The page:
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“The sound of a glass ceiling breaking.”  This is how the BBC Proms website describes the innovation of a woman conductor being appointed to take charge of the iconic The Last Night.  Marin Alsop, Chief Conductor of São Paulo Symphony Orchestra and Music Director of the Baltimore Symphony Orchestra, first made her name in the UK as Principal Conductor of the Bournemouth Symphony Orchestra.  I remember attending a performance by Alsop and the BSO of Mahler’s 2nd Symphony when she drew an exhilarating performance from the players.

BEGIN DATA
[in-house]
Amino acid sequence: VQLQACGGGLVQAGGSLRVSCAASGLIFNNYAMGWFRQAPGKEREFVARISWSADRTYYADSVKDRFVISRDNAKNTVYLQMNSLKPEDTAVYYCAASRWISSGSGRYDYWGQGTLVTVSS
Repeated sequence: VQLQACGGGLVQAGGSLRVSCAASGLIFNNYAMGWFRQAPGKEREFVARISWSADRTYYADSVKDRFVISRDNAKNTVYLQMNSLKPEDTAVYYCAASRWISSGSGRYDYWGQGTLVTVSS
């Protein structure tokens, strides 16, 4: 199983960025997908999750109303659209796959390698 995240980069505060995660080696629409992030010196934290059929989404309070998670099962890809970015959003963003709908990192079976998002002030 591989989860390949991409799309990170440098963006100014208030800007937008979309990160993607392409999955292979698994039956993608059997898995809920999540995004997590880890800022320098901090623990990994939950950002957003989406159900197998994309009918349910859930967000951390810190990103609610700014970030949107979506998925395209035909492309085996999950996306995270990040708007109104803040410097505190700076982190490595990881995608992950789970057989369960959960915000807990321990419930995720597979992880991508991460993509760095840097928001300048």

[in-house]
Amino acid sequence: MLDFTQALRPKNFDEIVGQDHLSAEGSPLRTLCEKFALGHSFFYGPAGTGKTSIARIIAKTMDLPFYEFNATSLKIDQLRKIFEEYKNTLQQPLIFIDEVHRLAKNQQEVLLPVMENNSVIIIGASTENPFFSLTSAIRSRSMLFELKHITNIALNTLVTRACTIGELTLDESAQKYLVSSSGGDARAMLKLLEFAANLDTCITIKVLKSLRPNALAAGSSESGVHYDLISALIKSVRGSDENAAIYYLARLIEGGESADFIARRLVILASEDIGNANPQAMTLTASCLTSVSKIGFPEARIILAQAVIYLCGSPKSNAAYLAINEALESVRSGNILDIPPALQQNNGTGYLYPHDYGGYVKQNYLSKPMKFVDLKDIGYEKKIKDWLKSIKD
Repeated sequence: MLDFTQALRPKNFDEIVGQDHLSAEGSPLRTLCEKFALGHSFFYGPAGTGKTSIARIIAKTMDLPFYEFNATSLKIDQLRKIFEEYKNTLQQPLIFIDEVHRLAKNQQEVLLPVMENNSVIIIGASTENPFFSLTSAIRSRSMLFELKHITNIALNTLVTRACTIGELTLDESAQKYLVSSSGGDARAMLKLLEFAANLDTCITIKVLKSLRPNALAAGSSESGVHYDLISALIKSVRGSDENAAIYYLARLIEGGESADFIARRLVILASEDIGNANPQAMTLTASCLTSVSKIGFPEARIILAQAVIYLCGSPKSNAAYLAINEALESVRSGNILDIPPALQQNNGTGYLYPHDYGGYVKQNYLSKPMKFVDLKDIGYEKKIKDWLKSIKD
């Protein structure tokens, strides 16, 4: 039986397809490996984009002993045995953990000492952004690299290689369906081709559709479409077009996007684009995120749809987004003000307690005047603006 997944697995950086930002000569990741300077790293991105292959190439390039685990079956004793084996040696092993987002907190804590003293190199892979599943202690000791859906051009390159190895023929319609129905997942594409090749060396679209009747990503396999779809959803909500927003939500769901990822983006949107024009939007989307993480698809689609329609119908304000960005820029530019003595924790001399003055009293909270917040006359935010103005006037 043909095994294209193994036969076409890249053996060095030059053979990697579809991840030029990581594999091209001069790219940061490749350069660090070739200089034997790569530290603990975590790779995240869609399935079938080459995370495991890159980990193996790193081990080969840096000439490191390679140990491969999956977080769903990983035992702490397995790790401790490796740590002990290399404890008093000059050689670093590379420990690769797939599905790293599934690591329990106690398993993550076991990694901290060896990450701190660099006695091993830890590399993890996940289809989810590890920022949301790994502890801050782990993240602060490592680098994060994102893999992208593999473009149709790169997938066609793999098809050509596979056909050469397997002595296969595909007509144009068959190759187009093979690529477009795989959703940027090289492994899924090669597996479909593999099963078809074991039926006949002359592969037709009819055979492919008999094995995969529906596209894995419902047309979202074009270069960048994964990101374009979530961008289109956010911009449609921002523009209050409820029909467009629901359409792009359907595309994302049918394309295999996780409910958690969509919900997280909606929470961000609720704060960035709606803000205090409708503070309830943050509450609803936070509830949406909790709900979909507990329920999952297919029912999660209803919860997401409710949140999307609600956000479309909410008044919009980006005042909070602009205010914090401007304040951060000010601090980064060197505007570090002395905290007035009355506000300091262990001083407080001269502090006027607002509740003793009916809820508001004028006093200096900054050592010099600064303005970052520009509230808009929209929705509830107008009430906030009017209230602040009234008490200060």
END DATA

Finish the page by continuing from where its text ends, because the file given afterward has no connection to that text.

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Women Composers in the Minority

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An interesting statistic came to light recently which claimed that of the 75,000 music-writers – composers, songwriters and lyricists – that are members of the UK royalty collecting society, PRS for Music, only 14% are women.

I think that this could relate to other genres rather than contemporary classical where there is a lot of exciting new music being created. Part of it was even discussed in breakfast time on radio 4 and there, it was emphasised quite correctly I think, that it is not so much whether they are women composers but whether they are good composers.